The fundamental concept in linear algebra is that of a vector space or linear space. It is a generalization of the set of all geometrical vectors and is used throughout modern mathematics.

Table of contents
1 History
2 Formal Definition
3 Examples
4 Subspaces and bases
5 Linear maps


See Linear algebra.

Formal Definition

Simply put, a vector space over a field F is just an F-module.

Expanding, it means the following:

A set V is a vector space over a field F (such as the field of real or of complex numbers, for example), if given an operation vector addition defined in V, denoted v+w for all v, w in V, and an operation scalar multiplication in V, denoted a*v for all v in V and a in F, the following 10 properties hold for all a, b in F and u, v, and w in V:

  1. v+w belongs to V.
    V is closed under vector addition.
  2. u+(v+w)= (u+v)+w.
    Associativity of vector addition in V.
  3. There exists a neutral element 0 in V, such that for all elements v in V, v+0=v.
    Existence of an additive identity element in V.
  4. For all v in V, there exists an element -v in V, such that v+(-v)=0.
    Existence of additive inverses in V.
  5. v+w=w+v.
    Commutativity of vector addition in V.
  6. a*v belongs to V.
    V is closed under scalar multiplication.
  7. a*(b*v)=(ab)*v.
    Associativity of scalar multiplication in V.
  8. If 1 denotes the multiplicative identity of the field F, then 1*v=v.
    Neutrality of one.
  9. a*(v+w)=a*v+a*w.
    Distributivity with respect to vector addition.
  10. (a+b)*v=a*v+b*v.
    Distributivity with respect to field addition.

Properties 1 through 5 indicate that V is an abelian group under vector addition. Properties 6 through 10 apply to scalar multiplication of a vector v in V by a scalar a in F. (Note that Property 5 actually follows from the other 9.)

From the above properties, one can immediately prove the following handy formulas:

a*0 = 0*v = 0
-(a*v) = (-a)*v = a*(-v)
for all a in F and v in V.

The members of a vector space are called vectors. The concept of a vector space is entirely abstract like the concepts of a group, ring, and field. To determine if a set V is a vector space one must specify the set V, a field F and define vector addition and scalar multiplication in V. Then if V satisfies the above 10 properties it is a vector space over the field F.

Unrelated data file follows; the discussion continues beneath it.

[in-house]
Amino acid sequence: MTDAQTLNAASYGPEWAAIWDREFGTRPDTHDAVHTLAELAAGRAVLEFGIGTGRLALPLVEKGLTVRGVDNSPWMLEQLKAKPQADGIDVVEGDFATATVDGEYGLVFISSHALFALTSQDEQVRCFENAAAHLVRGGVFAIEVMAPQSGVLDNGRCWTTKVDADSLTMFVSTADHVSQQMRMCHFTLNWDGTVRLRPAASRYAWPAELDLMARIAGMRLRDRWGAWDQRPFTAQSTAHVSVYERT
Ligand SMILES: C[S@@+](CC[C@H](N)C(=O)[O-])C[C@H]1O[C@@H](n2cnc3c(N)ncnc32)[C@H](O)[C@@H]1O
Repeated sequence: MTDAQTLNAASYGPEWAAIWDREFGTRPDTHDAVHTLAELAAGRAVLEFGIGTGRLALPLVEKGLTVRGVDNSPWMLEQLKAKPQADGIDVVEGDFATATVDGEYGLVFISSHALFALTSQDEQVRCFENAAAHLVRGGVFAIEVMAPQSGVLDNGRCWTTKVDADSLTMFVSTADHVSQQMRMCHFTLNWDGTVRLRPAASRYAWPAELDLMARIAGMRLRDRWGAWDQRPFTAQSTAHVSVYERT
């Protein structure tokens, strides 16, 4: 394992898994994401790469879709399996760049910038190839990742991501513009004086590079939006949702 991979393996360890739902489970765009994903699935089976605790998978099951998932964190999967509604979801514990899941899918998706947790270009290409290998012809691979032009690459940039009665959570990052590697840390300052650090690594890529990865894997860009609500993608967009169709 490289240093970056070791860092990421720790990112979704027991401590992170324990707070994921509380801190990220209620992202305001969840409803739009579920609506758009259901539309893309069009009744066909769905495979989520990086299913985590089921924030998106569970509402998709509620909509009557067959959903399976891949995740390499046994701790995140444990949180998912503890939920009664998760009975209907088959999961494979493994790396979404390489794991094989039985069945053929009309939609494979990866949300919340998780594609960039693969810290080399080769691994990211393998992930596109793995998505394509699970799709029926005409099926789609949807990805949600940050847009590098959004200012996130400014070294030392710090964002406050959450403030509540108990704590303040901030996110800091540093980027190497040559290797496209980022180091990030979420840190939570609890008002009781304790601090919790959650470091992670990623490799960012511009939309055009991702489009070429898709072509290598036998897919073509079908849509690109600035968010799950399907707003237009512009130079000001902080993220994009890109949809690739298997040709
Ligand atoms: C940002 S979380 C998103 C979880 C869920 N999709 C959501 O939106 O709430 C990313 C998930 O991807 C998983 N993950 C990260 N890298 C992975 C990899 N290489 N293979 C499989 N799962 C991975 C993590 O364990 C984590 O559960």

• Example 1: The vector space Rn, over R, with component-wise operations
    • More generally, Fn, over F, with component-wise operations
  • Example 2: The set of (mxn) matrices with complex elements over C
    • More generally, the set of (mxn) matrices over an arbitrary field F
  • Example 3: The set of all continuous real-valued functions on a closed interval
  • Given a vector space V over F, and some set X, then the set of all functions X -> V forms a vector space over F
  • F[x]: The set of all ploynomials with coefficents out of F, over F.
  • The finite field GF(pn), over GF(p)
  • C, over R
  • R, over Q (the rational numbers)

Subspaces and bases

Given a vector space V, any nonempty subset W of V which is closed under addition and scalar multiplication is called a subspace of V. It is easy to see that subspaces of V are vector spaces (over the same field) in their own right. The intersection of all subspaces containing a given set of vectors is called their span; if no vector can be removed without diminishing the span, the set is called linearly independent. A linearly independent set whose span is the whole space is called a basis.

All bases for a given vector space have the same cardinality. Using Zorn's Lemma, it can be proved that every vector space has a basis, and vector spaces over a given field are fixed up to isomorphism by a single cardinal number (called the dimension of the vector space) representing the size of the basis. For instance the real vector spaces are just R0, R1, R2, R3, ..., R, ... As you would expect, the dimension of the real vector space R3 is three.

A basis makes it possible to express every vector of the space as a unique combination of the field elements. Vector spaces are usually introduced from this coordinatised viewpoint.

Given a translationally invariant and rescaling invariant topology over a vector space (preferably infinite-dimensional), the sum of an infinite sequence of vectors can be defined as the topological limit, if it exists. See topological vector space.

Linear maps

Given two vector spaces V and W over the same field, one can define linear transformations or "linear maps" from V to W. These are maps from V to W which are compatible with the relevant structure, i.e. they preserve sums and scalar products. The set of all linear maps from V to W is denoted L(V,W) and makes up a vector space over the same field. When bases for both V and W are given, linear maps can be expressed in terms of components as matrices.

An isomorphism is a linear map that is one-to-one and onto. If there exists an isomorphism between V and W, we call the two spaces isomorphic; they are then essentially identical.

The vector spaces over a fixed field F, together with the linear maps, form a category.